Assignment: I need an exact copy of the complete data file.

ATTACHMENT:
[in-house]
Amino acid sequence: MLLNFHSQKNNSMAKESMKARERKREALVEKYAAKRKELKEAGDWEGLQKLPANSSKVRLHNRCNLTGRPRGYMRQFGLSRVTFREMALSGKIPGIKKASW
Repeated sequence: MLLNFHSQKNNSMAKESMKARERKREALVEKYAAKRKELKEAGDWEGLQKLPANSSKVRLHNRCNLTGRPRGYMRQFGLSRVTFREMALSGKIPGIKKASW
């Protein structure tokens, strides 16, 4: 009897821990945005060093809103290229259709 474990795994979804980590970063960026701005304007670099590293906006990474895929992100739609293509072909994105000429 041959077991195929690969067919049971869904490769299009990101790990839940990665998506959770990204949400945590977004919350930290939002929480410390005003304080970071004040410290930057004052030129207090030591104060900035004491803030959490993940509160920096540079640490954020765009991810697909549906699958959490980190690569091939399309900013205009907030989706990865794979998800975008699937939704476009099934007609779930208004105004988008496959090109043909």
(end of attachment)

[in-house]
Amino acid sequence: MLLNFHSQKNNSMAKESMKARERKREALVEKYAAKRKELKEAGDWEGLQKLPANSSKVRLHNRCNLTGRPRGYMRQFGLSRVTFREMALSGKIPGIKKASW
Repeated sequence: MLLNFHSQKNNSMAKESMKARERKREALVEKYAAKRKELKEAGDWEGLQKLPANSSKVRLHNRCNLTGRPRGYMRQFGLSRVTFREMALSGKIPGIKKASW
């Protein structure tokens, strides 16, 4: 009897821990945005060093809103290229259709 474990795994979804980590970063960026701005304007670099590293906006990474895929992100739609293509072909994105000429 041959077991195929690969067919049971869904490769299009990101790990839940990665998506959770990204949400945590977004919350930290939002929480410390005003304080970071004040410290930057004052030129207090030591104060900035004491803030959490993940509160920096540079640490954020765009991810697909549906699958959490980190690569091939399309900013205009907030989706990865794979998800975008699937939704476009099934007609779930208004105004988008496959090109043909």